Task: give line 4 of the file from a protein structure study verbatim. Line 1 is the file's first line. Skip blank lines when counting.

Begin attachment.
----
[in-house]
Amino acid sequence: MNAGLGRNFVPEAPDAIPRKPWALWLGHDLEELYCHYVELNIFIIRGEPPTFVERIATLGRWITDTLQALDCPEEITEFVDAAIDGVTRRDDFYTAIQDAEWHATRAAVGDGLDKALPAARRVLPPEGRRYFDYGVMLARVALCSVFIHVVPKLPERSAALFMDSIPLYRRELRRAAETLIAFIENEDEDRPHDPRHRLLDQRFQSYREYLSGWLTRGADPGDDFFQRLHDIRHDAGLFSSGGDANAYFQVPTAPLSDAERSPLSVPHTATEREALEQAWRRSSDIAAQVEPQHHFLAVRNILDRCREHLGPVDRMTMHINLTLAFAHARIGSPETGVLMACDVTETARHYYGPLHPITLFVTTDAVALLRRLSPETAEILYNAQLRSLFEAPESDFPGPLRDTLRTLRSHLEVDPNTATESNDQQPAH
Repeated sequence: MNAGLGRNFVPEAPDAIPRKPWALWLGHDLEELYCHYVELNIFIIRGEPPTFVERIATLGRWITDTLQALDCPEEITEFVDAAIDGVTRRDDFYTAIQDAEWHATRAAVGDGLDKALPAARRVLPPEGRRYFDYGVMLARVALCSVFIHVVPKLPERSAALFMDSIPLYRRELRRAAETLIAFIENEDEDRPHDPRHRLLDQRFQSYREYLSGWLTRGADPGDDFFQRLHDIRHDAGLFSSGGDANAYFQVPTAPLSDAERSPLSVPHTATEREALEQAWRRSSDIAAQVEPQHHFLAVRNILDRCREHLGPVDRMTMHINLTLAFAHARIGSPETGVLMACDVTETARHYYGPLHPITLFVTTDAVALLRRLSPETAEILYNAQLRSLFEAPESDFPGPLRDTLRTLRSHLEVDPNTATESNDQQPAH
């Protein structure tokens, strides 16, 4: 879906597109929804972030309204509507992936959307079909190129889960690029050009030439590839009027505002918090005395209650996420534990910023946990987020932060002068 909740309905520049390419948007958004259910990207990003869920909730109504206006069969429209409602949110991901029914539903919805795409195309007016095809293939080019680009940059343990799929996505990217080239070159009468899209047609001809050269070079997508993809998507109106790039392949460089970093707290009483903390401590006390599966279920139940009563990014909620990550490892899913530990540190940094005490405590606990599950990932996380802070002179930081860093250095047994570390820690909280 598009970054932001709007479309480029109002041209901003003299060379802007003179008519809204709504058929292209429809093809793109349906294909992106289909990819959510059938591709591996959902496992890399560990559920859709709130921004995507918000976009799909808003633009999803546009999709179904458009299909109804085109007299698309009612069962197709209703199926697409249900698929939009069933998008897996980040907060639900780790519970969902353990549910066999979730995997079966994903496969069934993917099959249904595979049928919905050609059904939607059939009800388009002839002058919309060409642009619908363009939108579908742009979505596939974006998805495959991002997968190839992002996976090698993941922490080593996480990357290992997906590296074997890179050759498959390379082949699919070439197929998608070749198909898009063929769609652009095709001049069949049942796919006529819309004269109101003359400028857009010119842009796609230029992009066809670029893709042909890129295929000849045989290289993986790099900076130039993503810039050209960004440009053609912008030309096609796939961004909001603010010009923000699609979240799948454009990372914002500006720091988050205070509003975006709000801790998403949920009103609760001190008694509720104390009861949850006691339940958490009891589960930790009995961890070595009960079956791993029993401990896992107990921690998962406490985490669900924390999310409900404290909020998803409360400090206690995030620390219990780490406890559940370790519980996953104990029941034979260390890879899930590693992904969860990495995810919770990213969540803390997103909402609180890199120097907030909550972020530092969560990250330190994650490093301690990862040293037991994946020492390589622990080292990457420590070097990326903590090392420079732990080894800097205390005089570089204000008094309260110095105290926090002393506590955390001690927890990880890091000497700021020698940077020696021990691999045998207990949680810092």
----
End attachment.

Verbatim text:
């Protein structure tokens, strides 16, 4: 879906597109929804972030309204509507992936959307079909190129889960690029050009030439590839009027505002918090005395209650996420534990910023946990987020932060002068 909740309905520049390419948007958004259910990207990003869920909730109504206006069969429209409602949110991901029914539903919805795409195309007016095809293939080019680009940059343990799929996505990217080239070159009468899209047609001809050269070079997508993809998507109106790039392949460089970093707290009483903390401590006390599966279920139940009563990014909620990550490892899913530990540190940094005490405590606990599950990932996380802070002179930081860093250095047994570390820690909280 598009970054932001709007479309480029109002041209901003003299060379802007003179008519809204709504058929292209429809093809793109349906294909992106289909990819959510059938591709591996959902496992890399560990559920859709709130921004995507918000976009799909808003633009999803546009999709179904458009299909109804085109007299698309009612069962197709209703199926697409249900698929939009069933998008897996980040907060639900780790519970969902353990549910066999979730995997079966994903496969069934993917099959249904595979049928919905050609059904939607059939009800388009002839002058919309060409642009619908363009939108579908742009979505596939974006998805495959991002997968190839992002996976090698993941922490080593996480990357290992997906590296074997890179050759498959390379082949699919070439197929998608070749198909898009063929769609652009095709001049069949049942796919006529819309004269109101003359400028857009010119842009796609230029992009066809670029893709042909890129295929000849045989290289993986790099900076130039993503810039050209960004440009053609912008030309096609796939961004909001603010010009923000699609979240799948454009990372914002500006720091988050205070509003975006709000801790998403949920009103609760001190008694509720104390009861949850006691339940958490009891589960930790009995961890070595009960079956791993029993401990896992107990921690998962406490985490669900924390999310409900404290909020998803409360400090206690995030620390219990780490406890559940370790519980996953104990029941034979260390890879899930590693992904969860990495995810919770990213969540803390997103909402609180890199120097907030909550972020530092969560990250330190994650490093301690990862040293037991994946020492390589622990080292990457420590070097990326903590090392420079732990080894800097205390005089570089204000008094309260110095105290926090002393506590955390001690927890990880890091000497700021020698940077020696021990691999045998207990949680810092």